Gary Cherone's Tribe of Judah begins the sonic assault of their debut disc, Exit Elvis, with "Left for Dead," a techno-rock splash of elaborate guitar, keys, and melody. It sounds like a plea, the incessant "somebody" hook repeating over the churning music. This is powerful stuff, with Cherone taking control after his work as the third lead singer of Van Halen. Initially so perfectly constructed, Exit Elvis begs the question: What if Eddie Van Halen allowed Cherone the creative freedom to come up with something like this on the platform provided by that veteran rock band? There's no doubt it would have launched quickly, enhancing that group's image and bringing them another -- much needed -- new dimension to the Van Halen sound. Alas, the clever nuances of "No One" are going to have to fend for themselves on the national stage. Tribe of Judah comes close to equalling the artistic triumph of Tracy Bonham's lost classic Down Here album, a disc so good it may discourage artists from creating new music because of its tragic fate. Lost in the shuffle of record label and radio politics, fans of Extreme can only hope Exit Elvis avoids a rock & roll episode similar to what Bonham experienced with her masterpiece. "East of Paradise" has Cherone sounding a bit like his pals in Godsmack, though more subtle and intriguing. Rather than hit you over the head, the band slinks through a creepy mood piece that fits in perfectly with what they've put on the aluminum in between the sandwich of this plastic CD. "Thanks for Nothing" features some of the guitar slinging that Nuno Bettancourt assured would follow his friend Cherone around for the rest of his career. Indeed, having Bettancourt and Van Halen as the dudes supplying the guitar power only makes former In the Flesh guitarist Leo Mallace's job all the more daunting. "Celibate" could have used that folky element that Bonham brought to her song "Second Wind" on the aforementioned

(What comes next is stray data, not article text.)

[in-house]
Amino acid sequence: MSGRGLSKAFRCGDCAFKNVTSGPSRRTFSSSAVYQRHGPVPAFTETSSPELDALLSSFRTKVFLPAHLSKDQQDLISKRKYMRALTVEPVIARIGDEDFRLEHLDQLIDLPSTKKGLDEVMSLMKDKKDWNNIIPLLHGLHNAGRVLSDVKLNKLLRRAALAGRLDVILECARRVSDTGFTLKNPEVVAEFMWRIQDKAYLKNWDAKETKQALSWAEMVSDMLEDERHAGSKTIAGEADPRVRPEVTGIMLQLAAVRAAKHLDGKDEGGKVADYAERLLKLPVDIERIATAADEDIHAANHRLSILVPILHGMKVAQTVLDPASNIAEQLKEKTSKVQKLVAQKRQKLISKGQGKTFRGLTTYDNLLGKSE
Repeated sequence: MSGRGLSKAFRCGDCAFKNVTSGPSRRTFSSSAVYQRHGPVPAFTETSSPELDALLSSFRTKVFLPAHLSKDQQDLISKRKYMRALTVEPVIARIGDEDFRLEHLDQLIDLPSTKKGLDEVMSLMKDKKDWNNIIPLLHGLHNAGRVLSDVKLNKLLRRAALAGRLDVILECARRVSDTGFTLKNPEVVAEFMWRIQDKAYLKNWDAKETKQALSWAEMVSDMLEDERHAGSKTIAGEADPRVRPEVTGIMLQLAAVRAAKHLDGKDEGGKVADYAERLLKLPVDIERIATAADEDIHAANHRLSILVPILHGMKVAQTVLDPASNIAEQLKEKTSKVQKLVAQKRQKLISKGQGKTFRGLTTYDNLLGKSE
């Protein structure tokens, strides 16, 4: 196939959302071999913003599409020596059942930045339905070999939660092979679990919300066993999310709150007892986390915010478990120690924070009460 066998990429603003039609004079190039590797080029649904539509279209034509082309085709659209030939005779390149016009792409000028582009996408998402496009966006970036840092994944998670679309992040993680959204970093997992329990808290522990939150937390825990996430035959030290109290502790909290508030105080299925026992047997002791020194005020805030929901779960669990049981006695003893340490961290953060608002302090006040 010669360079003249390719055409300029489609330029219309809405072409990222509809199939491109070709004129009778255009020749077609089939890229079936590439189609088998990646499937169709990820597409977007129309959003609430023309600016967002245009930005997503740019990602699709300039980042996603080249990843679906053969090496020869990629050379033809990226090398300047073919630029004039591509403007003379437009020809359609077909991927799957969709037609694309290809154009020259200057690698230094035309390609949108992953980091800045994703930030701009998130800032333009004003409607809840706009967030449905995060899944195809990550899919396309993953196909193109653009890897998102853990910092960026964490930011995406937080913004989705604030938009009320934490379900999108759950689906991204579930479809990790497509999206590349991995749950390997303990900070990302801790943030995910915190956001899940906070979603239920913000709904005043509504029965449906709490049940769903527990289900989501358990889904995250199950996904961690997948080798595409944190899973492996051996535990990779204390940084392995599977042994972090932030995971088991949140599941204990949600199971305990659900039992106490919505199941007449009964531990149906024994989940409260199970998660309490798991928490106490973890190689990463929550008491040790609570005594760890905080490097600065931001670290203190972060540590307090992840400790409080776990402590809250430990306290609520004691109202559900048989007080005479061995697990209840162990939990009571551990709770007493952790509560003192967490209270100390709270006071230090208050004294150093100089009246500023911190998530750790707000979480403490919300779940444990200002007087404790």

Down Here. It was a much-needed break from the thick, layered sound of much of that record, and therein lies the first problem here. There are few dynamics on Exit Elvis, with the band opting to keep the driving force of their sound up; thus, "Celibate" and "In My Dreams" suffer from a sameness. "Ambiguous Headdress" does dip into a smoother tone, though Cherone sounds like a cross between Argentinian pop singer Chris de Burgh and Peter Gabriel. "Suspension of Disbelief" is
one of the better songs, but, again, has to deal with the fact that many of the production techniques were employed on earlier numbers. "My Utopia" has rhythmic textures with the singer going neo-rap, with a vocal that sounds not unlike labelmate Alice Cooper's 1980 hit "Clones (We're All)." The title track gets the nod along with the opener, "Left for Dead," as the CD's two biggest moments. "Exit Elvis" has that acoustic/jazz cabaret sound opening the tune, something that needed to come earlier on this project. It's a concept piece, featuring the great line, "a contradiction in canvas," which this album is. If only there were more moments like this song earlier in the proceedings. All in all, a very good first effort by a group who would have benefited from multiple producers. It seems Exit Elvis is a band project by very good musicians. Cherone, however, is a bona fide star -- and he and Spitfire would be better served by not allowing a talent that big to be kept somewhat in the dark.